The movie’s moral condemnation of the banker, the mayor, and the police force would be more credible if it likewise condemned the terrorizing of the bank employees and customers. It’s as if the movie’s message is that terror is all right if it is conducted for the right reason, and that the victims of terror are a necessary by-product of vigilante justice. This is a message of moral equivalence that terrorists around the world use on their own behalf.

Unfortunately, it’s a message that Hollywood itself believes and has made mainstream. For example, “V for Vendetta” producer Joel Silver clings to the old canard that “One man’s terrorist is another man’s freedom fighter” in defending the anarchy in that movie.

“Inside Man” contains a number of scenes in which women are seen in their underwear and in which one of the detectives ogles a woman’s figure. Additionally, there are numerous swear words and profanity, with the Lord’s name being used self-consciously. Two examples of the latter are when a Spanish character named “Jesus” is seen abusing a subject, and when Detective Frazier threaten a character with having to perform sex with two inmates named “Jamaal and Jesus.” Lastly, there is the forceful vulgarism of “Miss White, you can kiss my black --!”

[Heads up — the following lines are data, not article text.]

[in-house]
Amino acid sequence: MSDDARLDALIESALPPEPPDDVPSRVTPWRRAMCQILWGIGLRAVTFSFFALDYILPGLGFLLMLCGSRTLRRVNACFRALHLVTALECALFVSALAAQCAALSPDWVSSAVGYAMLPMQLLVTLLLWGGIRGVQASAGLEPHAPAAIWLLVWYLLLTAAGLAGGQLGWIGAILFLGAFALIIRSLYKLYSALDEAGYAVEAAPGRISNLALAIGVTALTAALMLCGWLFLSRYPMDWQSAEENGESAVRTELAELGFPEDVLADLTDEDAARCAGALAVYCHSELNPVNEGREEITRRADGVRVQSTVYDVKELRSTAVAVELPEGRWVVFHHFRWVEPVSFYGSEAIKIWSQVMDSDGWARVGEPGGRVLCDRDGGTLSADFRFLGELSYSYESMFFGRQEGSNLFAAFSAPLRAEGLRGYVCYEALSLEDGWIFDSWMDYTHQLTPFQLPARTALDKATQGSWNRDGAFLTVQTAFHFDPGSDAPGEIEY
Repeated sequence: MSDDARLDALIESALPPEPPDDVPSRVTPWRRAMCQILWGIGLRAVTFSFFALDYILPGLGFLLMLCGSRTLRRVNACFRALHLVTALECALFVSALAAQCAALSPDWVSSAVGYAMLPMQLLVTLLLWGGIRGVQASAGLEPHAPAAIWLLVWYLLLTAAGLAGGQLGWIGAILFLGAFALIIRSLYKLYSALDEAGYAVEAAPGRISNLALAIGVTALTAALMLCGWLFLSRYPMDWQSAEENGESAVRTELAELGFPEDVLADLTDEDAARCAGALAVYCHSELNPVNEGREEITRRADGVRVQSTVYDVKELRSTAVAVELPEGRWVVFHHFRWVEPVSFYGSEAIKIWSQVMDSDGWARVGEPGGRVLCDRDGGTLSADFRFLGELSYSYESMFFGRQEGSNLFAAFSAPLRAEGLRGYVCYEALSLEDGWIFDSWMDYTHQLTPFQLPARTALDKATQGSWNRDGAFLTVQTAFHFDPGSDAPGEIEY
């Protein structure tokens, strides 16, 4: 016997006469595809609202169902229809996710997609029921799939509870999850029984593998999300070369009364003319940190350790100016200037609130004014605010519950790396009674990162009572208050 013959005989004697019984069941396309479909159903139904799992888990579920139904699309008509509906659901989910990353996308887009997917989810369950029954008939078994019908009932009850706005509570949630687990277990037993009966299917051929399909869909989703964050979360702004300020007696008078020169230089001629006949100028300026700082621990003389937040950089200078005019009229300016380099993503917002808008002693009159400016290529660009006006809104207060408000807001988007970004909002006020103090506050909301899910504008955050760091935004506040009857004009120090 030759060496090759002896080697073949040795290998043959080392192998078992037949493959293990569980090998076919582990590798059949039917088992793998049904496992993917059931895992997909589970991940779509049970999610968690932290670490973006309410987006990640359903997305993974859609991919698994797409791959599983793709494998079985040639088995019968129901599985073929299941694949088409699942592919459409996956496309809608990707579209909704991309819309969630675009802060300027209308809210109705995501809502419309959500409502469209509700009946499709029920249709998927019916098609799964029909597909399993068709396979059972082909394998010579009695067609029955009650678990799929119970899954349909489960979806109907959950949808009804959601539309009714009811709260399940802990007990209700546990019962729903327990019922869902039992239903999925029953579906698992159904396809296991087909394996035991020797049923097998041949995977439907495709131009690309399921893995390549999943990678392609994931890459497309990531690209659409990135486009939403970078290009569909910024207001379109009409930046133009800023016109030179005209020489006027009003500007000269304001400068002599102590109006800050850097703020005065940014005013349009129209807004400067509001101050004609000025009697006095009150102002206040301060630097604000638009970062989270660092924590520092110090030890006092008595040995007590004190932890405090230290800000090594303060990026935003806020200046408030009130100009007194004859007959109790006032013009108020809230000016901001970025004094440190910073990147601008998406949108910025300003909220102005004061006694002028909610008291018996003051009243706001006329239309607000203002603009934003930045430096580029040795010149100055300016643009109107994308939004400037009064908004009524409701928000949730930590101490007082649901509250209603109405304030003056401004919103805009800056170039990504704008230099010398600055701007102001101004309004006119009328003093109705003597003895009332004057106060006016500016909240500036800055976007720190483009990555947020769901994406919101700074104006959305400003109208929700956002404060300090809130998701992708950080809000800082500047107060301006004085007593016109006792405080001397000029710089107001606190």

The movie’s judgment can be summarized as Russell and Frazier getting their reward in diamonds; the mayor and the banker getting their punishment up the posterior; and none of the victims of terrorism getting murdered. Cynical, perhaps, but all’s well that end’s well!


Viewer Comments
Comments below:
Positive
Positive—…an exciting bank heist film. Denzel Washington plays the lead detective negotiating with the “bank robbers.” From that point the plot becomes more complicated and interesting, with twists and turns that keep the audience interested up until the end. The overall movie making quality of the firm was quite good, with a Bollywood opening music score, and some signature Spike Lee film making technique.

From a moral perspective, I would not recommend this film for those who are very sensitive to profanity, as the police and other characters use a fair amount of language. Overall, I did not find the film to be morally offensive (there were some mild sexual references). The films theme spoke to the Biblical truth that “your sins will find you out” which I thought was a valuable message to communicate to the viewing audience. Due to the overall message of the movie I gave this movie a better than average moral rating.
My Ratings: Better than Average / 4
—John, age 32